Friday, 15 February 2013

Dan Dare, by Garth Ennis and Gary Erskine – reviewed by Stephen Theaker

Rather than a reboot or a re-imagining, Dan Dare (Dynamite, ebook, 198pp), by Garth Ennis and Gary Erskine, is a sequel in seven chapters to the original adventures of Frank Hampson’s Eagle character. Dare has retired to a virtual country village on a piece of class six spatial debris (asteroid #2333419, to be precise). His peace won’t last. Old friends like Digby miss him, and soon they’ll need him. Professor Peabody is Home Secretary, working for a Prime Minister with echoes of Blair (based in Millbank, “he’s been in too long … he’s shrugged off too much bloody wrongdoing”) who took charge of the world after the USA and China blew each other to bits. There are treens on the western approaches of the solar system, and they’ve brought two devastating weapons with them: a black hole, and the malign intelligence of the Mekon.

Garth Ennis explains in an introduction that his first Dan Dare was the one in 2000AD (as it was for me, by way of the wonderful 2000AD Quiz Book, which also introduced me to everything from The Quatermass Experiment to The Thing from Another World). My Dan Dare was the great-great-great-grandson of the original, who starred in the resurrected Eagle, though I’ve since read the originals. The Dare of this comic lacks the elegance and charm that characterised the two Eagle characters. He cares about whether the prime minister should resign, he’s run away from a world that could really have used his help, he’s gone years without seeing his friends, he’s surly and judgemental, with not an ounce of dash. On paper Ennis would have seemed the ideal writer for this project, honour and duty being such important themes in his work, but he just doesn’t click with Dare.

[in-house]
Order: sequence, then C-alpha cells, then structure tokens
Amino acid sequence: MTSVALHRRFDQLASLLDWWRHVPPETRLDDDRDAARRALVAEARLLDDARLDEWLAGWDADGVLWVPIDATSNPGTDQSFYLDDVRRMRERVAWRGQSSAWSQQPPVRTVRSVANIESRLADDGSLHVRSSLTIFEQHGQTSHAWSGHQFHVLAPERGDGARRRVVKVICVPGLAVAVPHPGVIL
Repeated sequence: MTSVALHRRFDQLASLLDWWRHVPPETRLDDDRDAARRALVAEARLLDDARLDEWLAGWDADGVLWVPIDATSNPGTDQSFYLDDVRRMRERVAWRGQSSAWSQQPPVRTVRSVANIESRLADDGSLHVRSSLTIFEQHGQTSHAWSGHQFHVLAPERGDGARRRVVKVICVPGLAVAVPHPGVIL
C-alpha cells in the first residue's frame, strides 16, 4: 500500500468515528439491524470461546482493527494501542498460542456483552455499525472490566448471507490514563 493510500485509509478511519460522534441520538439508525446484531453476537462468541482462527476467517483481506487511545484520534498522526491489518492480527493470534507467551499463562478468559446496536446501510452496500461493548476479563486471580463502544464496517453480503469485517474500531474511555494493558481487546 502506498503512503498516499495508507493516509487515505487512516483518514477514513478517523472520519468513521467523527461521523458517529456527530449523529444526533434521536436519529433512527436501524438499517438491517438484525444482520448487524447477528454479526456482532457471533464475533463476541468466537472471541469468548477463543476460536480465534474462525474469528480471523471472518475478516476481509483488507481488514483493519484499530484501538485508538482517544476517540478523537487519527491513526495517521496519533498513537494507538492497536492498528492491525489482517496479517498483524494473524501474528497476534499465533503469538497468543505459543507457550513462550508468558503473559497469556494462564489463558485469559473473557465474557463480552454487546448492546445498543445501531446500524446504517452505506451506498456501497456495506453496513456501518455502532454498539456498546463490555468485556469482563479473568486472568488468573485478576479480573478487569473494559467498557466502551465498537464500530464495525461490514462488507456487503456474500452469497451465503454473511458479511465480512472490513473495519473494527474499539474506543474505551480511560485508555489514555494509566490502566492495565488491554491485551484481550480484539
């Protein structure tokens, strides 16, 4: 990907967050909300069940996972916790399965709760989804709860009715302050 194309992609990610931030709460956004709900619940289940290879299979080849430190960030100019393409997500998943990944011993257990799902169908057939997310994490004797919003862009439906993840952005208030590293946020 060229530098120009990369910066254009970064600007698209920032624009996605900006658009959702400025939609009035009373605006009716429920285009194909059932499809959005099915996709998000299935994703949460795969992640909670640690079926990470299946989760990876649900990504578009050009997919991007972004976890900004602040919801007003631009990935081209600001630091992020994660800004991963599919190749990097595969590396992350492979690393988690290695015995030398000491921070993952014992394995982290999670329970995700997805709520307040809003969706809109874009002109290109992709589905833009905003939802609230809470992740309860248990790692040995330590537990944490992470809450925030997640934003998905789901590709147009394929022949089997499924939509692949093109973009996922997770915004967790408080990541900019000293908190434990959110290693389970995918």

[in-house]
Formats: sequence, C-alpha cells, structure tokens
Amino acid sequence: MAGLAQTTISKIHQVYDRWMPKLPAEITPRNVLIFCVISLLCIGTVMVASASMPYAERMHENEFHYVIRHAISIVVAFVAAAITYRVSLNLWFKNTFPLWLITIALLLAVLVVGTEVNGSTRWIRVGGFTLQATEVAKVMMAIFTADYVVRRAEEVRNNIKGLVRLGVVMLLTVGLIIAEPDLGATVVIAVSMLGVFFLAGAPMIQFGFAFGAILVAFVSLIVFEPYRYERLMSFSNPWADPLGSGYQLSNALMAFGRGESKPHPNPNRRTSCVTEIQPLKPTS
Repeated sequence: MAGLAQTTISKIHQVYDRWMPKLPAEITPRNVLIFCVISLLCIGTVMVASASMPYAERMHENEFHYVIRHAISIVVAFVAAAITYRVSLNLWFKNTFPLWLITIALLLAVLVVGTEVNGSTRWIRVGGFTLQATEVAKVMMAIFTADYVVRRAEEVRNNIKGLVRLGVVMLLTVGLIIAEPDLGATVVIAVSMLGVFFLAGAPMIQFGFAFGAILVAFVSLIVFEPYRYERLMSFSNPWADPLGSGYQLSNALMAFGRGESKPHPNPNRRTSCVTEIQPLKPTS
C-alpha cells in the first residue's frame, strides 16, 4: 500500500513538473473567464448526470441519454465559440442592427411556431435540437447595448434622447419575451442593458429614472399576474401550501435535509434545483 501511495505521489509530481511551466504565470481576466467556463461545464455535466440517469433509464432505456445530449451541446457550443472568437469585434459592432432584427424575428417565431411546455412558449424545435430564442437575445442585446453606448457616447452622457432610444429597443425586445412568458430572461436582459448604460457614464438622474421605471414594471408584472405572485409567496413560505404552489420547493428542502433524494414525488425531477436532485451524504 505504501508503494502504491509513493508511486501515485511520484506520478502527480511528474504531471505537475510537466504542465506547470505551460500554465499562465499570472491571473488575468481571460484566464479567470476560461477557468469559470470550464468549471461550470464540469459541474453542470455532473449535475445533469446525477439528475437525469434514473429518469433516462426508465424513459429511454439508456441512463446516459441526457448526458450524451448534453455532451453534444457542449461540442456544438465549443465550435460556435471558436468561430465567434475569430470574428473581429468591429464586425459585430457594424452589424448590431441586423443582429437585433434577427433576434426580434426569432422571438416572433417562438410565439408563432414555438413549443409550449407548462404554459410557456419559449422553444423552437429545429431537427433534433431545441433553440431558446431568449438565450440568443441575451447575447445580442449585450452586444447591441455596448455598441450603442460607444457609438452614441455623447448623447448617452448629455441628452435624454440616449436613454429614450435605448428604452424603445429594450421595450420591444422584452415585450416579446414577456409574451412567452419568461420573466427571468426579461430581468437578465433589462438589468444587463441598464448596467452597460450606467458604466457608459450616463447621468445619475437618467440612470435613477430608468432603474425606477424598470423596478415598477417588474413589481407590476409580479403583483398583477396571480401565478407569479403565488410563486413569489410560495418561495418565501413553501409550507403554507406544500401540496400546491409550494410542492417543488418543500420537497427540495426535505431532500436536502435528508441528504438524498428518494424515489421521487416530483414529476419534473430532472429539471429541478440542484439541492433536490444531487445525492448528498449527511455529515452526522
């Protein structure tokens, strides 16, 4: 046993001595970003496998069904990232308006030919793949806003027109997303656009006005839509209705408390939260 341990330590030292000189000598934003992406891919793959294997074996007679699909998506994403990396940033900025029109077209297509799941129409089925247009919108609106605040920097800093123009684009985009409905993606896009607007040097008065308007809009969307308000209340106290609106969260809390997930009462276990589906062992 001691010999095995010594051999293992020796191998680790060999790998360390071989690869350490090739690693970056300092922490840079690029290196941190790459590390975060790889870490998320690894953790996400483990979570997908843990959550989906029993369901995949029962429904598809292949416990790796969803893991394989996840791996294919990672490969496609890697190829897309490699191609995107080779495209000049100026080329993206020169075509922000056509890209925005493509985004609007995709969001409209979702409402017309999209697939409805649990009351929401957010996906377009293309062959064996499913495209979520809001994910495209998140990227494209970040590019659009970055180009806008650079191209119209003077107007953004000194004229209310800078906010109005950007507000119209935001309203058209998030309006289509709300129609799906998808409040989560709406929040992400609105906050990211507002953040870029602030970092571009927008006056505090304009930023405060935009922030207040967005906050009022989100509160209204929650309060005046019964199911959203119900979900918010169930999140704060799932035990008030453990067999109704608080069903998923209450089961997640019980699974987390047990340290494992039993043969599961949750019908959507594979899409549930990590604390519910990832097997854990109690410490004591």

Elegance is also lacking from the artwork by Gary Erskine. His spaceships, treens and Mekon are excellent, but the humans often seem awkward, perhaps because of his use of photo reference; it might be unfair, but I think humans drawn in the correct proportions don’t always look quite right in comics. Dare and “Blair” are barely distinguishable in certain panels. I liked his artwork on The Filth, where the protagonist is not really heroic, but his Dan Dare never looked quite right, and a preponderance of close-ups left me hankering for the epic look of stories from the fifties and eighties. Overall, this didn’t feel, to me, like Dan Dare. A major character’s death contributes to that sense, making it unlikely that future stories will reference this one. It is a good space adventure, a decent read, but it has the taste of a licensed product, not the real thing.

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